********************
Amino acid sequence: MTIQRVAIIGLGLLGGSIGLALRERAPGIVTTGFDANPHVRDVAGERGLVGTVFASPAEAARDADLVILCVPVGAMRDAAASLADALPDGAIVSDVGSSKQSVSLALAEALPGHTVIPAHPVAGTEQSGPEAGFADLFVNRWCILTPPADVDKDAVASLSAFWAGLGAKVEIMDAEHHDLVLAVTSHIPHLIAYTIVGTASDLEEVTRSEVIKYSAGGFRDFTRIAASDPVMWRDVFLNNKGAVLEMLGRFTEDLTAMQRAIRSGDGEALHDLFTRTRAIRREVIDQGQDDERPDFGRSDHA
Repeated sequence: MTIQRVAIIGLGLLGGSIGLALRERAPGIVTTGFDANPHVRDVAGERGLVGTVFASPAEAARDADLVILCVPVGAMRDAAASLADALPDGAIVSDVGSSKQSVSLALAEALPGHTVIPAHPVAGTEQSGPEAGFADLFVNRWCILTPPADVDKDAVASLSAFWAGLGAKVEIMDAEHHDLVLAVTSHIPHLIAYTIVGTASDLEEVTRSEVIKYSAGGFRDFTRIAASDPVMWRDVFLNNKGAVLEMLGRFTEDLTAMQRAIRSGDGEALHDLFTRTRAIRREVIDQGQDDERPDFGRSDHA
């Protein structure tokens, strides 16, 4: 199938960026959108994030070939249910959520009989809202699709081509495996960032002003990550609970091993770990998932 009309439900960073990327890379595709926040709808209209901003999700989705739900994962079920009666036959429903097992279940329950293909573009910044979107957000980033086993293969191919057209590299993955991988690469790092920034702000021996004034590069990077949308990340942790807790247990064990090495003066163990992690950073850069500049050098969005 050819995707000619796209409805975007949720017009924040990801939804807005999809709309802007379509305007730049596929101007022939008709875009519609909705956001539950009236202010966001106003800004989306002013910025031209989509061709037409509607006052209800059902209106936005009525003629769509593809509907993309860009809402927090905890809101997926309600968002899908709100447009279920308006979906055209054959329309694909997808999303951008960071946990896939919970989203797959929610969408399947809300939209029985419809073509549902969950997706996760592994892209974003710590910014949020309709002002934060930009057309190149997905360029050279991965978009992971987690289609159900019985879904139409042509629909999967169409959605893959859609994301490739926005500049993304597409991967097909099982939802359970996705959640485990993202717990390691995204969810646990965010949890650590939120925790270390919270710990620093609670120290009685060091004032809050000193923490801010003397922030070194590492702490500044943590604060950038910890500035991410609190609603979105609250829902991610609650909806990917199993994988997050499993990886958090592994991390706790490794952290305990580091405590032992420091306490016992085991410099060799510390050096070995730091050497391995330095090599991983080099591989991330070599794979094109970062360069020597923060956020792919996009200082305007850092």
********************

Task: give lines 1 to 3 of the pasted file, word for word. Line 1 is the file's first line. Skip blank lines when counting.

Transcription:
Amino acid sequence: MTIQRVAIIGLGLLGGSIGLALRERAPGIVTTGFDANPHVRDVAGERGLVGTVFASPAEAARDADLVILCVPVGAMRDAAASLADALPDGAIVSDVGSSKQSVSLALAEALPGHTVIPAHPVAGTEQSGPEAGFADLFVNRWCILTPPADVDKDAVASLSAFWAGLGAKVEIMDAEHHDLVLAVTSHIPHLIAYTIVGTASDLEEVTRSEVIKYSAGGFRDFTRIAASDPVMWRDVFLNNKGAVLEMLGRFTEDLTAMQRAIRSGDGEALHDLFTRTRAIRREVIDQGQDDERPDFGRSDHA
Repeated sequence: MTIQRVAIIGLGLLGGSIGLALRERAPGIVTTGFDANPHVRDVAGERGLVGTVFASPAEAARDADLVILCVPVGAMRDAAASLADALPDGAIVSDVGSSKQSVSLALAEALPGHTVIPAHPVAGTEQSGPEAGFADLFVNRWCILTPPADVDKDAVASLSAFWAGLGAKVEIMDAEHHDLVLAVTSHIPHLIAYTIVGTASDLEEVTRSEVIKYSAGGFRDFTRIAASDPVMWRDVFLNNKGAVLEMLGRFTEDLTAMQRAIRSGDGEALHDLFTRTRAIRREVIDQGQDDERPDFGRSDHA
């Protein structure tokens, strides 16, 4: 199938960026959108994030070939249910959520009989809202699709081509495996960032002003990550609970091993770990998932 009309439900960073990327890379595709926040709808209209901003999700989705739900994962079920009666036959429903097992279940329950293909573009910044979107957000980033086993293969191919057209590299993955991988690469790092920034702000021996004034590069990077949308990340942790807790247990064990090495003066163990992690950073850069500049050098969005 050819995707000619796209409805975007949720017009924040990801939804807005999809709309802007379509305007730049596929101007022939008709875009519609909705956001539950009236202010966001106003800004989306002013910025031209989509061709037409509607006052209800059902209106936005009525003629769509593809509907993309860009809402927090905890809101997926309600968002899908709100447009279920308006979906055209054959329309694909997808999303951008960071946990896939919970989203797959929610969408399947809300939209029985419809073509549902969950997706996760592994892209974003710590910014949020309709002002934060930009057309190149997905360029050279991965978009992971987690289609159900019985879904139409042509629909999967169409959605893959859609994301490739926005500049993304597409991967097909099982939802359970996705959640485990993202717990390691995204969810646990965010949890650590939120925790270390919270710990620093609670120290009685060091004032809050000193923490801010003397922030070194590492702490500044943590604060950038910890500035991410609190609603979105609250829902991610609650909806990917199993994988997050499993990886958090592994991390706790490794952290305990580091405590032992420091306490016992085991410099060799510390050096070995730091050497391995330095090599991983080099591989991330070599794979094109970062360069020597923060956020792919996009200082305007850092």